Bali/Lombok – March 19, 2009

“With it’s protected bay, Padangbai has a good beach right in front.” – Lonely Planet

Liars!  I went to Padangbai hoping for a quiet town lining a nice beach where I could lay on the beach all day and read, chill out, maybe go for nice walks… To be fair, the sand itself is okay.  However, my guidebook neglected to mention that the sand is covered in boats, so there’s actually nowhere to lay.  It’s like eating a fat piece of chocolate cake in front of someone on the South Beach diet.  Grrr.  Not to mention, the day I was there was a holiday and all the locals managed to find a spot on the beach.  However, they swim in their clothes, covered from head to toe, and I would have felt pornographic in my bikini.  So I decided to go to Lombok, which is the island just east of Bali.

I bought my ferry ticket to Lembar, along with a shuttle bus ticket to Senggigi, from a “travel agent” in Padangbai.  He instructed me to meet him there are 8:30 a.m., half an hour before the ferry was due to leave, and we would all walk together.  Well I waited there and a couple guys, I guess working with him, walked me to the harbour and one took my suitcase the few meters to the harbour.  He told me I had to pay, so I gave them 10,000 rupiahs which is pretty standard for a short bike ride/taxi ride.  He then demanded 50,000 rupiahs from me.  He was totally trying to rip me off and I calmly told him that I would give him no more money.  Then he came down on the price and asked for another 10,000 for his friend.  But his friend did nothing except came along for the walk, and again I calmly said I would be giving them no more money.  Eventually they left.  Gosh I’m starting to feel jaded now…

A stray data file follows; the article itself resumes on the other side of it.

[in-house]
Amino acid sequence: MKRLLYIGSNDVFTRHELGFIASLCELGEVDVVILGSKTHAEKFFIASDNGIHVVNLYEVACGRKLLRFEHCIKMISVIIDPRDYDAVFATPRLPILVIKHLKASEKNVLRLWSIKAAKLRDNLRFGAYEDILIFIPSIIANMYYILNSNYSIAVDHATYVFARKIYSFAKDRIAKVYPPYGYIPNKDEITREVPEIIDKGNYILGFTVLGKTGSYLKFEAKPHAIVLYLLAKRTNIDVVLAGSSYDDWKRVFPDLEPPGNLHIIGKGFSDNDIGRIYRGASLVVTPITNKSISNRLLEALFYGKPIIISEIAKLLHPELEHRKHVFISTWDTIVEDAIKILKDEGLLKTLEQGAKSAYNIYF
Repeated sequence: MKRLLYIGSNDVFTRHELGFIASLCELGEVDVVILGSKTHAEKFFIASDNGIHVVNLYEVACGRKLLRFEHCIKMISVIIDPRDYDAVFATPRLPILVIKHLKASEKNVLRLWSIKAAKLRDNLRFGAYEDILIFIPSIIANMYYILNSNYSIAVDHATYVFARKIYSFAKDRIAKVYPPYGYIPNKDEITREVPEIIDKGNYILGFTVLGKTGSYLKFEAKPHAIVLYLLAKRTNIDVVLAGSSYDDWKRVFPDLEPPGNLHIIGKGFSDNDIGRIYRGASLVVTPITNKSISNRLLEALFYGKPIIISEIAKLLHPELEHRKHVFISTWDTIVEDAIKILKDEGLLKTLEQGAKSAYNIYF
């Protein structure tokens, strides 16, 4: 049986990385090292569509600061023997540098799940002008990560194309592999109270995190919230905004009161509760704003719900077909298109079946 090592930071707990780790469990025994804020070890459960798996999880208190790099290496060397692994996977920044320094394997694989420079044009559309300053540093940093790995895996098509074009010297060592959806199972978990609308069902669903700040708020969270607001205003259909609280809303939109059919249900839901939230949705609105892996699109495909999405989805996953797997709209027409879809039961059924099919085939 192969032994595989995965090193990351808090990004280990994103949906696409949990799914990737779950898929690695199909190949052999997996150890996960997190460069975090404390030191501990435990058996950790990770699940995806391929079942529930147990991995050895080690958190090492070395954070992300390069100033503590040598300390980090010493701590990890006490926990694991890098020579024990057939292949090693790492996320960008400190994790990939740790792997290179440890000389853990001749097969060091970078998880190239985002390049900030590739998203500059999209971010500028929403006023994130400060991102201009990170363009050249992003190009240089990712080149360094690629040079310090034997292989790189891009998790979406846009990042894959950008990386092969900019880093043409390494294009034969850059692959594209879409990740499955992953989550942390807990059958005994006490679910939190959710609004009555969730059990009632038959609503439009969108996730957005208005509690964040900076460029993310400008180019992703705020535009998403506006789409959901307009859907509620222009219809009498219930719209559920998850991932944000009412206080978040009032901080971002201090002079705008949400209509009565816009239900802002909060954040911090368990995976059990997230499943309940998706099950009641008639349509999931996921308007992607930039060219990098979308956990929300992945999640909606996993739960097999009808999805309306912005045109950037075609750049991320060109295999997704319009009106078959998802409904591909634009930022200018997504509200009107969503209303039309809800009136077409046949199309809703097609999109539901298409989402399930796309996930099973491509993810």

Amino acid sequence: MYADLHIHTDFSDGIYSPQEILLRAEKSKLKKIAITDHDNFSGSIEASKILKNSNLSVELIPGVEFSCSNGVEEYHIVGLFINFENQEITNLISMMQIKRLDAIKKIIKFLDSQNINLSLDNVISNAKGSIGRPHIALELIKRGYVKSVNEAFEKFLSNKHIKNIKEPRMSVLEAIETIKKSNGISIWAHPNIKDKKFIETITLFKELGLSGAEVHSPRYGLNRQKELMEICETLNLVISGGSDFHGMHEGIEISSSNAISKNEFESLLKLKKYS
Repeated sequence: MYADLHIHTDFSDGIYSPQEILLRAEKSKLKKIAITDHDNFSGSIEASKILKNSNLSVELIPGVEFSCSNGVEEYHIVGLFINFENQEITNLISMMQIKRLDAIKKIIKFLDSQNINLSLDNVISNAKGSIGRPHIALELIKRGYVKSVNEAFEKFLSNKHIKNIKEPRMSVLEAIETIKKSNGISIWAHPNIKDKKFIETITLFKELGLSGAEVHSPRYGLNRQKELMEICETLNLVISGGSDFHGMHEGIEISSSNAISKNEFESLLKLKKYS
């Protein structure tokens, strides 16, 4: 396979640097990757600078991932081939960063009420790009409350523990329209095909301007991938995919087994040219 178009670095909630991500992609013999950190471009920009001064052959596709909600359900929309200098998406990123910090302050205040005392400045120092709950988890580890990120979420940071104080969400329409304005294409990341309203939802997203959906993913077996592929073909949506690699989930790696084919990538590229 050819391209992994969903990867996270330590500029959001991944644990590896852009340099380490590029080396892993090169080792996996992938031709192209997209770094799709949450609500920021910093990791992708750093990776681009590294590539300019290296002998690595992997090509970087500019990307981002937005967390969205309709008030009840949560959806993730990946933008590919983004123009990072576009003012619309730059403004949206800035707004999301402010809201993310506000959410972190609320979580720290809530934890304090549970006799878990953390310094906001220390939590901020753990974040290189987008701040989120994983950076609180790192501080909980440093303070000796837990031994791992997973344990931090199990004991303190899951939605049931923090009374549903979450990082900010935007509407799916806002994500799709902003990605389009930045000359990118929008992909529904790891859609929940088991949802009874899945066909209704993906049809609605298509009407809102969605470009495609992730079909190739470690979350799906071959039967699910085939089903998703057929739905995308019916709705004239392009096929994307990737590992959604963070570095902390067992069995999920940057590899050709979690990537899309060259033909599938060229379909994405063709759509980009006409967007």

Finally I got on the ferry and dragged my suitcase up the stairs while the locals laughed at me.  I compared the experience to Italy, when my grandma and I both had rolling suitcases and there were a couple times we had to carry them upstairs, but men always stopped to carry our bags for us.  Here they would help if I paid them.

I found a spot on a hard wooden bench and kept my eyes on the other tourists.  This is a weird phenomenon because I noticed them doing it too.  It’s like we want confirmation that we’re in the right spot or doing the right thing so all the foreigners stick together.  I got up to look out the window for awhile, and when I came back a man was sprawled out on my seat, so I dragged my bag back to where I was standing before.  Eventually a French guy joined me, along with a Polish guy.  The French guy was traveling with his wife for a year, and they had been doing it all overland – from France.  No planes at all, only trains and boats.  All the way through Europe, Russia, China, SE Asia, boat to Bali.  The Polish guy was on a RTW ticket for a year and he told me about his travels through South America and his cruise to Antarctica.

After the 5-hour journey, getting off the ferry and onto the shuttle bus was pure chaos.  People were lined up waiting to sell the tourists stuff (again).  “Cold drink?  For you, cheap price!”

Luckily on my shuttle bus was the French couple and the Polish guy I had just talked to.  We stopped in Mataram, about an hour’s drive from the harbour, and then transferred to another bus where me, the Polish guy, and a middle-aged German wearing a hot pink shirt and extremely sun-burnt lips rode to Senggigi.  For some reason (barf) the old German was keen for me to stay at the same homestay as him.  NO THANK YOU!!!

I got dropped off at a homestay more central, recommended by my guidebook.  It’s a bit of a hole, but the ladies who run it are extra friendly and it costs about $5.50 US a night.  It does have a western toilet, but there is no flush so you have to do it manually.  What is a manual flush? you ask.  It’s a bucket filled with water and a scoop.  You then scoop out some water and try to flick your wrist to imitate the swirling motion of an automatic flush.  You’re not supposed to put toilet paper in there (oops) but rather in another bucket next to the toilet.

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